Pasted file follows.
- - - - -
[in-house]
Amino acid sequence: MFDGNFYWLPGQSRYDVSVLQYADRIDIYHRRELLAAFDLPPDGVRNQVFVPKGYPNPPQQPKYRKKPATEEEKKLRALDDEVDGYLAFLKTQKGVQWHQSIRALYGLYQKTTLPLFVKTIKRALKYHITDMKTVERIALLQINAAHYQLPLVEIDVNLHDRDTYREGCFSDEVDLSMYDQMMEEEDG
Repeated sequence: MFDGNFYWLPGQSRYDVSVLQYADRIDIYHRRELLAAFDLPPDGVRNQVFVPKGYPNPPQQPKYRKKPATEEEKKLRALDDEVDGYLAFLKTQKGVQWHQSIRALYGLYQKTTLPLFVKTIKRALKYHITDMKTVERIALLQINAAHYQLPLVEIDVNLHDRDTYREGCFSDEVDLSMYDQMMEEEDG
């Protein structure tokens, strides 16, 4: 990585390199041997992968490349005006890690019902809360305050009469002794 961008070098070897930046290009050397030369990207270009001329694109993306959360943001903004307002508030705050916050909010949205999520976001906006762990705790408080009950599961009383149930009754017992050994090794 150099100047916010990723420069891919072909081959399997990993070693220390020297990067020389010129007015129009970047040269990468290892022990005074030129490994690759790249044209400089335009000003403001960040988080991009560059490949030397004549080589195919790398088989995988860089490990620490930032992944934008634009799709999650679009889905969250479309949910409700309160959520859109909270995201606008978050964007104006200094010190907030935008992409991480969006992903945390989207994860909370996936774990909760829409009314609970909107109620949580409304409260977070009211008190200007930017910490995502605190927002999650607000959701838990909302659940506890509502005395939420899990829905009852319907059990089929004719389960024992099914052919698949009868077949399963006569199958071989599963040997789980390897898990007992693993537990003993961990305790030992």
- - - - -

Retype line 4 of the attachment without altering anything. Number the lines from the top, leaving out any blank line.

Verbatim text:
């Protein structure tokens, strides 16, 4: 990585390199041997992968490349005006890690019902809360305050009469002794 961008070098070897930046290009050397030369990207270009001329694109993306959360943001903004307002508030705050916050909010949205999520976001906006762990705790408080009950599961009383149930009754017992050994090794 150099100047916010990723420069891919072909081959399997990993070693220390020297990067020389010129007015129009970047040269990468290892022990005074030129490994690759790249044209400089335009000003403001960040988080991009560059490949030397004549080589195919790398088989995988860089490990620490930032992944934008634009799709999650679009889905969250479309949910409700309160959520859109909270995201606008978050964007104006200094010190907030935008992409991480969006992903945390989207994860909370996936774990909760829409009314609970909107109620949580409304409260977070009211008190200007930017910490995502605190927002999650607000959701838990909302659940506890509502005395939420899990829905009852319907059990089929004719389960024992099914052919698949009868077949399963006569199958071989599963040997789980390897898990007992693993537990003993961990305790030992």